What To Do When Someone Dies
The loss of a friend or family member is a tough and often a traumatic time. While trying to deal with this lost it can often be difficult to ensure that your loved one is cared for correctly. This is a practical list of things to consider and what should ideally be carried out after the death of someone.
Arrange For Them To Be Taken Into the Care of A Funeral Director
The department of Health regulations advised that a deceased person's body should be moved as soon as possible. Funeral directors in Australia operates 24 hours and can be contacted to take your loved one into their care.
The funeral company can only take the deceased into their care after the doctor signs and issued a certificate that confirms the death, it is generally called a Doctor's Certificate of Cause of Death. A Melbourne funeral director will arrange for a pickup of the deceased and for the body to be properly cared for. They will then be able to process all necessary funeral arrangements such as registering the death, newspaper notices, flower and religious services. If a funeral director is not involved with the funeral arrangements, the person who manages the final arrangements for the deceased is responsible for registering the death.
The funeral director will work with you to make sure that all the necessary arrangements have been made.
For help Choosing A Melbourne Funeral Director read this article.
Who to Notify
Different Government, business and private organisation will need to be notified in the event of a person's death. We have included a short list who to notify:
- Family and Friends
- Family Lawyer or State Executor
- Social Media Accounts
- Australia Post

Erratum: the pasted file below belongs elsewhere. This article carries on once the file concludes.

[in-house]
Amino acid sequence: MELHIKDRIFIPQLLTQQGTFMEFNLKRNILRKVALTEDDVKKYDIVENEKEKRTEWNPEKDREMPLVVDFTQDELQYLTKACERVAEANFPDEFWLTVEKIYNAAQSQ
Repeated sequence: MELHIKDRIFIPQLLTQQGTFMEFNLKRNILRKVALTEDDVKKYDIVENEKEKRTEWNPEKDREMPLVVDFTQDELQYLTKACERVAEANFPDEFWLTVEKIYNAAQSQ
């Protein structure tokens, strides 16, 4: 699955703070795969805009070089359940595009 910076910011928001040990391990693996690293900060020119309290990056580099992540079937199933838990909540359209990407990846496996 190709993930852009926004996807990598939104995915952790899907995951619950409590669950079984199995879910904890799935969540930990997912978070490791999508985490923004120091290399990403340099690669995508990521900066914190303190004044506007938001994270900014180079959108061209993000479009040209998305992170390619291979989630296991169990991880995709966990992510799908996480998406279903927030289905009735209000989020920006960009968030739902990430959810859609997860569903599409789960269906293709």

- Internet and Phone Providers
- Other Regular Paid Services the Deceased May Use; paid TV provider, Gardener, House Cleaner, etc.
The Australian Department of Human Resources has a full PDF checklist of who to notify in the event of someone's death, you can view it here.
Things To Consider When Arranging A Funeral
WILL - Check if they have directions for funeral arrangements. If there is no will, look for the next-of-kin to provide personal details of the deceased, so that the death certificate can be registered. If there is no person willing to take responsibility, the funeral may be arranged through the government contractor. Australian Law says that the executor will take possession and custody of the body from the moment of death until it is buried or cremated.
- Preferences - Find out if the deceased have a preference for where to hold the service.
- Funeral Insurance - Find out if the deceased has made any pay for their funeral or a pre-paid funeral.
- Prepaid Burial Plot - Check if the person has a pre-paid burial plot.
- Superannuation - Find out if there's any sickness, accident, life, superannuation or private health insurance policies which may make a payment for the funeral.
- Club - Find our if they belong to any club, pensioner association or trade union which may entitle them to a funeral benefit.
Seeking Help After Someone Dies
The following are a list of not-for-profit and government organisations that you can contact for help:
- Grief - Lifeline or the National Association for Loss and Grief can help you during the grieving period. Their social works can provide you with the right advice and if needed refer you to a grief counsellor. also Headspace can help those dealing with depression, anxiety and stress.
- Loneliness - Rotary or Apex, are some organisations who can help you develop a new interest. They will help you to value your assistance as a volunteer and to join some activities and outings. Solace Australia also provides help support for people who have lost their partner.
- Housing - Within you local community and the local council, there will be a number of organisations the will be able to offer free help for your house or garden.
- Finances - Financial Counselling Australia consists of expert financial counsellors that can help you and provide more information during this financial difficulties.